This one is going to be contemporary fantasy (instead of secondary world, like the first). And set in a really cool place, too (sorry, mum’s the word for now. I don’t like sharing too much until I’m much more firmly in place with my writing, and planning.) I’ve just now finished the full plot outline, and man is this one going to be fun to write! I love the characters so much, and even the bad guys are interesting. At one point, I texted a writer-friend and whined, “How do I let the protagonists win when I’ve so fully stacked the deck against them?!? Ahhhhhh, I don’t know!”
But now, with some helpful prodding by said friend, I’ve figured it out. As always, some bits were serendipitous, little things that just fell into place because of what I’d determined before, but seemed so well planned. (Thank you, subconscious brain!) Other bits, like the ending, were so harrrrd to wrestle into place.
It’s not entirely done. I still have plenty of brackets in the outline, like this:
“They then do [some cool things], but things don’t go entirely as planned [how? What fails?].”
So I’m not ready to start drafting just yet. But I’m getting close! And it’s just such a palate-cleanser from the last novel. Something new and juicy and not yet slogged through four times in a row. With luck, this means that when I get feedback on Novel the First, I’ll be able to look at it with refreshed eyes, and in a mood to rip right on into the work and send it out! (Heh, cross your fingers on that, okay?)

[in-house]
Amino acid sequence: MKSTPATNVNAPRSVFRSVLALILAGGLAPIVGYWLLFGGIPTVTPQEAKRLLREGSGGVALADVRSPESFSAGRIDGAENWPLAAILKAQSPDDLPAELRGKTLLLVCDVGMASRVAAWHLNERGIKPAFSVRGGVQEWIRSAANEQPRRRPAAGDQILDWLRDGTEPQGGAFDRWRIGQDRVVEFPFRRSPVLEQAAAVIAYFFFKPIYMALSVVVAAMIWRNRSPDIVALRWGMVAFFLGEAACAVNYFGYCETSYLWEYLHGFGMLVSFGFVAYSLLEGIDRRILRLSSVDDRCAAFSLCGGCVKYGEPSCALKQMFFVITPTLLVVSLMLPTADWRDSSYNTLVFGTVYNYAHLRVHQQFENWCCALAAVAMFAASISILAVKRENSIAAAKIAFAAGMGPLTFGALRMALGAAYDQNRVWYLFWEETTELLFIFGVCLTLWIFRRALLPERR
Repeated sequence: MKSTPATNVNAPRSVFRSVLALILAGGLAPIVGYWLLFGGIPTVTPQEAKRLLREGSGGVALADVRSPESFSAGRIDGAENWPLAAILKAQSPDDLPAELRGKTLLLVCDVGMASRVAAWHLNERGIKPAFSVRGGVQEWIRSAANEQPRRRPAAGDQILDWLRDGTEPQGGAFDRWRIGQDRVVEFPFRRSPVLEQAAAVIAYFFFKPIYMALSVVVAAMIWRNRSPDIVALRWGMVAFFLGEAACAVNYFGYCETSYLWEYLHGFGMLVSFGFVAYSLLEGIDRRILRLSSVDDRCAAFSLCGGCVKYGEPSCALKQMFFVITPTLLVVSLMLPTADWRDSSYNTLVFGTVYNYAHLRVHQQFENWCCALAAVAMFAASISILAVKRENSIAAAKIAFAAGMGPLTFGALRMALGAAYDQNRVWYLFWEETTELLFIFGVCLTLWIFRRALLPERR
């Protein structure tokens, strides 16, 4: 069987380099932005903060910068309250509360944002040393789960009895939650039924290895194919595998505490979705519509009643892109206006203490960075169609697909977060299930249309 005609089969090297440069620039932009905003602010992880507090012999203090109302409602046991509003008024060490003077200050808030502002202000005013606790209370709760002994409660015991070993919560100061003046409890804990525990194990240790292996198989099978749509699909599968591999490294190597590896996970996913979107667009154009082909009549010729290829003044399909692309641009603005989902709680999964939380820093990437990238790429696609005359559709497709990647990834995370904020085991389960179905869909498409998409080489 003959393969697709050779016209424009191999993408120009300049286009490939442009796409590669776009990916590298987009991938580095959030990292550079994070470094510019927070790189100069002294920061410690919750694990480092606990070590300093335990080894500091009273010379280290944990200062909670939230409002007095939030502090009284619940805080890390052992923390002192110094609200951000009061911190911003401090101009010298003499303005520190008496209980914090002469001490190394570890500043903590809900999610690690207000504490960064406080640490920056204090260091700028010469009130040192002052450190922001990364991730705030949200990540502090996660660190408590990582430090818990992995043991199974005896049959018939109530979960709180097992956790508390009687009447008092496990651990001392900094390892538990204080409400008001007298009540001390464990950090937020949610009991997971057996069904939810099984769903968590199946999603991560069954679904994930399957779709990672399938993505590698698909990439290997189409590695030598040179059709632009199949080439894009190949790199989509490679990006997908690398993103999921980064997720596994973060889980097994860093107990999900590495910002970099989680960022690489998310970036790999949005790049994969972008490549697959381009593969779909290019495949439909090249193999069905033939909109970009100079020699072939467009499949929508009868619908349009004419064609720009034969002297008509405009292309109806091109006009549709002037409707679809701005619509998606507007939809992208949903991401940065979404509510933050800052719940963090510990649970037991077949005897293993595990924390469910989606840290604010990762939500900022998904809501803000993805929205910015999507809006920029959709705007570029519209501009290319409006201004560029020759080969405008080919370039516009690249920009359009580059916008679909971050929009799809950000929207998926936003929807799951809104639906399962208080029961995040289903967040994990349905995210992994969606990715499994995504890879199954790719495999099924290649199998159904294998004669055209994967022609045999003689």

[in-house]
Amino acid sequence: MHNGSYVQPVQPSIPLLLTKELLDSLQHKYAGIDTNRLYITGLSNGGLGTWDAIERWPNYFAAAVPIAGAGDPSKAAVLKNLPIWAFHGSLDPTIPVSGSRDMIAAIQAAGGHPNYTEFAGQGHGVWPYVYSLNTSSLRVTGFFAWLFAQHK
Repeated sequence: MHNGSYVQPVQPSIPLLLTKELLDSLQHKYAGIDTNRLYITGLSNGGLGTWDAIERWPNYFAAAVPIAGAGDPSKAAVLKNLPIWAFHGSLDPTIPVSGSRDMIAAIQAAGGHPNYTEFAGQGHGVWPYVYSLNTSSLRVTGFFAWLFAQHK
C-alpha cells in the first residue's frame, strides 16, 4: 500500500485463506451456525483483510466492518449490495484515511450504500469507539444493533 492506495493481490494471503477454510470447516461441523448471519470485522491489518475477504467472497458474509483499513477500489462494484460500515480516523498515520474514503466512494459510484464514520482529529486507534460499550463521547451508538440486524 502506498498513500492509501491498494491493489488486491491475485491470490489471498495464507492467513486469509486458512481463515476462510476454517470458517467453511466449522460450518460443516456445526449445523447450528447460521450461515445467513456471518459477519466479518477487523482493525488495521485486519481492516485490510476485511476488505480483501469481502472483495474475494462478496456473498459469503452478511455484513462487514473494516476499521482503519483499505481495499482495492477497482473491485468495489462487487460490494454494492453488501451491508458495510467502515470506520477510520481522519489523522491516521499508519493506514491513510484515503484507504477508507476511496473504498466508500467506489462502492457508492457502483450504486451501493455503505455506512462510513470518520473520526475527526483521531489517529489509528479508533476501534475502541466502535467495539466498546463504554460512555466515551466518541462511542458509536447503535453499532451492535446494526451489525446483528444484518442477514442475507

In other news, I have moved so much mulch! It has to be done before 10 am, when the temps and humidity and sunlight combine to make life utterly miserable for the rest of summer. Yesterday, for example, hit a high of 101F, and the humidity made it seem like my lungs were working double and my muscles were wilting on the afternoon (VERY short) dog walk. But the gardens are looking great!
Not so great is the front yard, where a mole has taken up residence and keeps lifting up tunnels that I, daily, sometimes 2 or 3 times daily, smash back down. We play frisbee with Dasher there, and if he steps on one and falls through, he could easily break a leg. Even if he doesn’t, jolting his limbs like that really hurts, since his arthritis is so bad. But he is not about to give up his 15 minutes of frisbee–not for heat, not for moles, not for anything. So here I go, smashing down mole tunnels.
That’s it for now. The afternoon storm has arrived in force. Lightning cracks and whitens the outside as rain sheets against the window, and the lawn outside. Time for a cup of tea, and a good book…
You haven’t heard from me much last year–last month, especially. I really don’t want to recount that time and those troubles. Let’s just say that 2020 went out kicking and screaming and causing as much havoc in my life as it possibly could, as long as it could. But now that is over and done.
I’m ready to move on. I’m ready to “start anew” and have another chance at success this year. Coronavirus isn’t gone, and we’re not racing around “like normal” (whatever that even means anymore); it isn’t magically “over” just because the calendar year cycled through to another page. (Unfortunately.) But it is a time to look ahead to coming possibilities.
The COVID-19 vaccine is out in the world, and that will surely change things. The US will have (new) leadership soon, and the world is beginning to emerge from horrible year that was 2020 and shake off the dust and excrement clinging so tenaciously to us. Maybe I can see family in person, and friends. Maybe we’ll be able to travel, not for necessity to the store, but for joy to see new things. What magic that will be!